The work of health education with the patients of the DREAM centers, the personal relationship with the health care operator and the trust, have all made a difference. Patients have not only continued to attend treatment centers, but have asked for and also learned how to protect against Ebola, for themselves, for their families, for their neighbors.

Facebooktwittergoogle_pluspinterestlinkedinmail

This page is also available in:
itItaliano frFrançais pt-brPortuguês esEspañol

The future

Ultimately, the characteristics of health care in Africa are changing considerably. The over 24 million people now living with HIV in sub-Saharan Africa have a higher life expectancy that, thanks to the dissemination of antiretroviral therapy, is higher than that of the rest of the general population. There is therefore a preventive aspect of the therapy itself, a conviction that has been nourished by DREAM since its foundation. Nowadays, the growing risk is the emergence of non-infectious diseases, which represent a trend that opens up major challenges.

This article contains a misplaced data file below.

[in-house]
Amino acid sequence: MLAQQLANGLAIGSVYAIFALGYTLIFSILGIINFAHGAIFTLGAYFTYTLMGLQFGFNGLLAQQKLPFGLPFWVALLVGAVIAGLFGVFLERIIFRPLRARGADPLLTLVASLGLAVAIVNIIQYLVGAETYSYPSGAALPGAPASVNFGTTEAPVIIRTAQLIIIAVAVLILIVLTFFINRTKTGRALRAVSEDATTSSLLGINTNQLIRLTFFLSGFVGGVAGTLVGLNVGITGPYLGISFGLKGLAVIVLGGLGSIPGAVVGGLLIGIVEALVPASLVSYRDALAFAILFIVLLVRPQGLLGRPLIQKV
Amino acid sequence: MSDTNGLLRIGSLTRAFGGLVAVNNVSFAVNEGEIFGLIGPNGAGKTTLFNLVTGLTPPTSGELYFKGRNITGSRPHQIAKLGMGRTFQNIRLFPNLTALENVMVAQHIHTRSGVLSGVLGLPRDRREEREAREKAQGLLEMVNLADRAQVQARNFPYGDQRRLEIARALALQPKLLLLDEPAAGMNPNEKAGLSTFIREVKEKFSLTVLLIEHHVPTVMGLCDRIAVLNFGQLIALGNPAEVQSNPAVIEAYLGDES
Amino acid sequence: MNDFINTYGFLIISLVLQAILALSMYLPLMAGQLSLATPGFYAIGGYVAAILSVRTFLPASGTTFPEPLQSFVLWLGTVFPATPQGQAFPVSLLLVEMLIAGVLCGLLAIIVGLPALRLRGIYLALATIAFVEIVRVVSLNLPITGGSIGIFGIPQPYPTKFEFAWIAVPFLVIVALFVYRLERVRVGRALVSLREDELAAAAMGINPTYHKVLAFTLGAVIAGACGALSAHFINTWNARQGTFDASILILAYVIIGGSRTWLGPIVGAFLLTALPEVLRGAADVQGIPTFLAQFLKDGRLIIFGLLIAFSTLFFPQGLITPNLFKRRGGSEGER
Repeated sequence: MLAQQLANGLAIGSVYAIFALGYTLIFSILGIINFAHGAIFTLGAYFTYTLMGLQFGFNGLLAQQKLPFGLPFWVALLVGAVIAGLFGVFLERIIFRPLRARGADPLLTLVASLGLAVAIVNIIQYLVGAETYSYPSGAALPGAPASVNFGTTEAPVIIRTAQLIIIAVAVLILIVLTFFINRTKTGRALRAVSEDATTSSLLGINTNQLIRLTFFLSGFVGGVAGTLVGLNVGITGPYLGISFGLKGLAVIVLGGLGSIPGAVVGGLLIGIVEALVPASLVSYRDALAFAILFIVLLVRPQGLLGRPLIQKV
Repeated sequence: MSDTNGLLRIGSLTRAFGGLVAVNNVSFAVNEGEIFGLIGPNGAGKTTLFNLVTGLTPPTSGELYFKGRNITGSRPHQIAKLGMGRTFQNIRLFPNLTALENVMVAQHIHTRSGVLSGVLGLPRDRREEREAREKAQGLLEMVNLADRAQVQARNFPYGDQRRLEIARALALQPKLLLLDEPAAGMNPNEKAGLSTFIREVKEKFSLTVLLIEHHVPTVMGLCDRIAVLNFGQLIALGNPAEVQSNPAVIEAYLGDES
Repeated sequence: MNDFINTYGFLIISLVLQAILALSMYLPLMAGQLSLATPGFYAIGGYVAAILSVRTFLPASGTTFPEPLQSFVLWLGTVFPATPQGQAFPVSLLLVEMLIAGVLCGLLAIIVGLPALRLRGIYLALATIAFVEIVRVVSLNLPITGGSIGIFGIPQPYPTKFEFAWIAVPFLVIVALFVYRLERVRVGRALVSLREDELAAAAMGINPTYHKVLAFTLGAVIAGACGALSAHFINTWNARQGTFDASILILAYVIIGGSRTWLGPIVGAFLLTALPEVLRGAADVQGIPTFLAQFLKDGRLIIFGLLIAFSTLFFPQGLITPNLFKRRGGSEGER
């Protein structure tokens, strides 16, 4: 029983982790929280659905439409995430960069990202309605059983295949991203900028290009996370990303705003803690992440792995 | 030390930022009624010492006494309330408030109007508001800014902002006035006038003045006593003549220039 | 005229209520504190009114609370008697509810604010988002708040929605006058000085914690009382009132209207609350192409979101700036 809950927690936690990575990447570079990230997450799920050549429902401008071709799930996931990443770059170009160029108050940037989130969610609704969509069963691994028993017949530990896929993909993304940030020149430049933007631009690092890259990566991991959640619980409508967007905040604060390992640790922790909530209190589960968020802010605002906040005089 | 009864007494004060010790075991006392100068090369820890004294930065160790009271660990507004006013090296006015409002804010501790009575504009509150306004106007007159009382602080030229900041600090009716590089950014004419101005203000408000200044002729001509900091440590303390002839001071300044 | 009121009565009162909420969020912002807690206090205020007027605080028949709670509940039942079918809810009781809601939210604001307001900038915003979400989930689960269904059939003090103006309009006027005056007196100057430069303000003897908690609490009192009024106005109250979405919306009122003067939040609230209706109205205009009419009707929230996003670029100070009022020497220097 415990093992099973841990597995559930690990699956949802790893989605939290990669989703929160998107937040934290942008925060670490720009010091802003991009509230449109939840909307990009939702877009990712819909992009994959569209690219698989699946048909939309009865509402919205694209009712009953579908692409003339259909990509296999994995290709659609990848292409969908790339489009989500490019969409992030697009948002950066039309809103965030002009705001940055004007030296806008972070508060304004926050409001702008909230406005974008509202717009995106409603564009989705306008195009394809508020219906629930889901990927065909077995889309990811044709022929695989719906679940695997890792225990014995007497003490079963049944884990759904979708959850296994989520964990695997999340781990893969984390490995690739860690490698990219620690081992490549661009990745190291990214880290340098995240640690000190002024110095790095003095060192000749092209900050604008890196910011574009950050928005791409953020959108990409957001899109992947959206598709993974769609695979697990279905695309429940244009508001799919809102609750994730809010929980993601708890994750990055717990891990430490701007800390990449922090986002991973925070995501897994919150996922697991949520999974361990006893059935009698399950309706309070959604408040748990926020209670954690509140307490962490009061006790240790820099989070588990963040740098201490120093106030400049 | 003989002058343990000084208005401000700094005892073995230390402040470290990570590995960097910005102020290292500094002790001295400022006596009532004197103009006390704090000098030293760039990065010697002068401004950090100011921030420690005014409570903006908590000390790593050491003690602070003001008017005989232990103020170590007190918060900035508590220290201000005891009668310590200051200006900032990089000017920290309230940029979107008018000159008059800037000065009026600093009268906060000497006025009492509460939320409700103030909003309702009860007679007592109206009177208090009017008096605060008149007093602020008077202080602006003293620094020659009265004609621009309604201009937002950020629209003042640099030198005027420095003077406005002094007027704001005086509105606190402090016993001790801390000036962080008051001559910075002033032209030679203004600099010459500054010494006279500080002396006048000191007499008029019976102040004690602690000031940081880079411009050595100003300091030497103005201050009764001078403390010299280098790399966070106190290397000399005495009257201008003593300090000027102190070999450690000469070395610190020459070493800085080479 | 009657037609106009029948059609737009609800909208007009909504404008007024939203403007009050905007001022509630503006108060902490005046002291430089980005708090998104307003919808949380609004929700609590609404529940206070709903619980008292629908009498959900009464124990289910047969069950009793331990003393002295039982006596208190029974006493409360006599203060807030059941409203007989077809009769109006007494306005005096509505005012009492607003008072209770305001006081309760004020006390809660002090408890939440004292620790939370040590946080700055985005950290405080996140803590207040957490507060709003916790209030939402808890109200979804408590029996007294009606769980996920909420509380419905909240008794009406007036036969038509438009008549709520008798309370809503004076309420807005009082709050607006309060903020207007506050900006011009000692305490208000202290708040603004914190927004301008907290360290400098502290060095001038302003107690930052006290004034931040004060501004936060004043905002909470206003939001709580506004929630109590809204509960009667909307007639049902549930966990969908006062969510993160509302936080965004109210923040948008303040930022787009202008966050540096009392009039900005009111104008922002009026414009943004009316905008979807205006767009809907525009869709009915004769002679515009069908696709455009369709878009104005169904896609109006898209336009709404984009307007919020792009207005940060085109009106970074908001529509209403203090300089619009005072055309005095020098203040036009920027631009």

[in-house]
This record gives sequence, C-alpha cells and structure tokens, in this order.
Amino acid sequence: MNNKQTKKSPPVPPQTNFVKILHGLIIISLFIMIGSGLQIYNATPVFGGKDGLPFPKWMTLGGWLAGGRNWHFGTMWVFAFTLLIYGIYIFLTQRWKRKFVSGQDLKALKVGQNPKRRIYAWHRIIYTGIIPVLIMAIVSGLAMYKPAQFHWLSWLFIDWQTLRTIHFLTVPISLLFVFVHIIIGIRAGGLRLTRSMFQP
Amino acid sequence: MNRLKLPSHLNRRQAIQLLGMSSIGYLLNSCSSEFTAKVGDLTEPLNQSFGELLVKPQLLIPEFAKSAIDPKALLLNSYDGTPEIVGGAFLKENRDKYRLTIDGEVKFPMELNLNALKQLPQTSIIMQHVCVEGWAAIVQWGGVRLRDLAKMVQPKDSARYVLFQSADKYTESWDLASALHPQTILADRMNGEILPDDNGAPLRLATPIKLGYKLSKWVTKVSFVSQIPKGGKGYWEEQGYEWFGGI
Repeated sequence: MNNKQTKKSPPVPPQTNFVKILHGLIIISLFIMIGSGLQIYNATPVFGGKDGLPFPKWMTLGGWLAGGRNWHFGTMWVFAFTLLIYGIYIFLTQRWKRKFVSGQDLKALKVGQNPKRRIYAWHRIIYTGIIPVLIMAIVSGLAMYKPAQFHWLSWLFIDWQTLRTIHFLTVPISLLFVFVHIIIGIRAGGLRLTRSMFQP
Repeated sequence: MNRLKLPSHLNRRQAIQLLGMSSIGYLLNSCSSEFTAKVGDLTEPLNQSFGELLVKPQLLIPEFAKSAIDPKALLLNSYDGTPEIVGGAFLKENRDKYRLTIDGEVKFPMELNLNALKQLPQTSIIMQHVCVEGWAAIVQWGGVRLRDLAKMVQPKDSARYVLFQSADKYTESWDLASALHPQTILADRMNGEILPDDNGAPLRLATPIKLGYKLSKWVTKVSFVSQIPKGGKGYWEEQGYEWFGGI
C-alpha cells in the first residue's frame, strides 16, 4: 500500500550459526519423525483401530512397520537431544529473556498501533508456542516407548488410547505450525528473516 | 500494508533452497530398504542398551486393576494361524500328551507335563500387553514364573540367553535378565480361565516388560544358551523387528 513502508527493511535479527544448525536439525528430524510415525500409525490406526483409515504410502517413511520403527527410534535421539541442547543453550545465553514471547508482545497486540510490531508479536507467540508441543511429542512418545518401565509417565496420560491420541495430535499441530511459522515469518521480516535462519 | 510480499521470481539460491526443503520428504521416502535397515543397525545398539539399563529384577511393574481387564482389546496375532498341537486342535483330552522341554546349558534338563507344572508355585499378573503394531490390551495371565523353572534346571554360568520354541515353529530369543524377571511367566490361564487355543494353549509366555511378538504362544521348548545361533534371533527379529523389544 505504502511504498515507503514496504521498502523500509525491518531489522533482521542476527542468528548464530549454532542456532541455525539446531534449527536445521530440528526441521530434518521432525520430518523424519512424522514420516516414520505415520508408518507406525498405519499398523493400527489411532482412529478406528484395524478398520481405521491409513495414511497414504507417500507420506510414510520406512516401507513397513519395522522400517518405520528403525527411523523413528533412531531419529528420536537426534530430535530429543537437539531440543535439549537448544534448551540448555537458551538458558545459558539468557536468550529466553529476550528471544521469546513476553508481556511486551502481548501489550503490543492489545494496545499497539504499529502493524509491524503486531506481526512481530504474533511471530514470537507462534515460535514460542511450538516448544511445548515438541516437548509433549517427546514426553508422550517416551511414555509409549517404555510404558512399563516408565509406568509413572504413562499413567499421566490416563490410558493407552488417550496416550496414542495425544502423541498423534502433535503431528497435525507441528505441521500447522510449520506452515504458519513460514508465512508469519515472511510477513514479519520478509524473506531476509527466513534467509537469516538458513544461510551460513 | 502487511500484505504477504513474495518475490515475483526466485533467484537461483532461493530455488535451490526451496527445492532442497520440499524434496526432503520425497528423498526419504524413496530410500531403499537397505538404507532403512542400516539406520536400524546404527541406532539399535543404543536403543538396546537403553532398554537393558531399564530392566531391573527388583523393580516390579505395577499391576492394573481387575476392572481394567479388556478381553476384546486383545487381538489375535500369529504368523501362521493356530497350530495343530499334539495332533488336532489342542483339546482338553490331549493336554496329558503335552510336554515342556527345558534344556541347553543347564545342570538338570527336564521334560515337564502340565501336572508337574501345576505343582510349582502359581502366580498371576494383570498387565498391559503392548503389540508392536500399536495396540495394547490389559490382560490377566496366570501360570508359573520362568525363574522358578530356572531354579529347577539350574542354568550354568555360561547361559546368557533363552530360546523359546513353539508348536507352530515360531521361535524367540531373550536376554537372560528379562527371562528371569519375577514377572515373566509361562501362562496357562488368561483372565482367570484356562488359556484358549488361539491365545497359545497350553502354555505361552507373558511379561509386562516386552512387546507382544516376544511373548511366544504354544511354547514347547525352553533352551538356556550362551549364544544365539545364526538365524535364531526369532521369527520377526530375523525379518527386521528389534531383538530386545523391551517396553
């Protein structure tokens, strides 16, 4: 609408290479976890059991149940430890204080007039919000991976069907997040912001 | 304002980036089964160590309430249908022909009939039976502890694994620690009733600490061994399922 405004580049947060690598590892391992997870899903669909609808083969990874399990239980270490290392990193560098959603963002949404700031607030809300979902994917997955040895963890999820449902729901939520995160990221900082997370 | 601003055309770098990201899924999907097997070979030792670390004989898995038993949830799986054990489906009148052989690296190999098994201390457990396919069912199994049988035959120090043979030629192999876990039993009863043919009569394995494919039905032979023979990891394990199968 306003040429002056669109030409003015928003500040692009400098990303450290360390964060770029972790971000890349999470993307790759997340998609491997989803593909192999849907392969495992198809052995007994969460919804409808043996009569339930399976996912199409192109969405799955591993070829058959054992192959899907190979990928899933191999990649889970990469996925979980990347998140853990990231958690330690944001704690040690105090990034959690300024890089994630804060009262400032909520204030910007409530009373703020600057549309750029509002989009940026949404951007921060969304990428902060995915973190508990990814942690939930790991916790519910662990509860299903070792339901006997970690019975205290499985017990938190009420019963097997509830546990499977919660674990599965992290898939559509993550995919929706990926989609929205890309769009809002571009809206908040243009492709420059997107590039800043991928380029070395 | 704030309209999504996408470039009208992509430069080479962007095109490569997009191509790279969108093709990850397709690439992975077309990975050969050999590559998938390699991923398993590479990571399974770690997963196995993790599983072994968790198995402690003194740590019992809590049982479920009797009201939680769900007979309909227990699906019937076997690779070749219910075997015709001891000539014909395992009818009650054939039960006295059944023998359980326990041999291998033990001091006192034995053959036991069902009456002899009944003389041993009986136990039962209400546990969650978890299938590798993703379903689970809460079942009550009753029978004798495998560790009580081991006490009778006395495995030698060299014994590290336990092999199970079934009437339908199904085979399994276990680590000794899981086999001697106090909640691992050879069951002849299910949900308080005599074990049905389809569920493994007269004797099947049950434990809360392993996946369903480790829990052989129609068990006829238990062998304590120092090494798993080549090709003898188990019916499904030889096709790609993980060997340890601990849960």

Together with contrasting HIV, the purpose of DREAM is also to increase modern, highly specialized teleconsulting services, offering advice, training and excellence, thanks to a European pool of volunteer doctors that have been cooperating for several years. Moreover, telemedicine interventions cover a wide range of specialties such as infectious diseases, cardiology, dermatology, radiology, neurology, internal medicine and hepatology and are a way to ensure that, even in these fields, Africans have access to excellence of care and diagnostics, as well as to a holistic approach.

Facebooktwittergoogle_pluspinterestlinkedinmail

This page is also available in: itItaliano frFrançais pt-brPortuguês esEspañol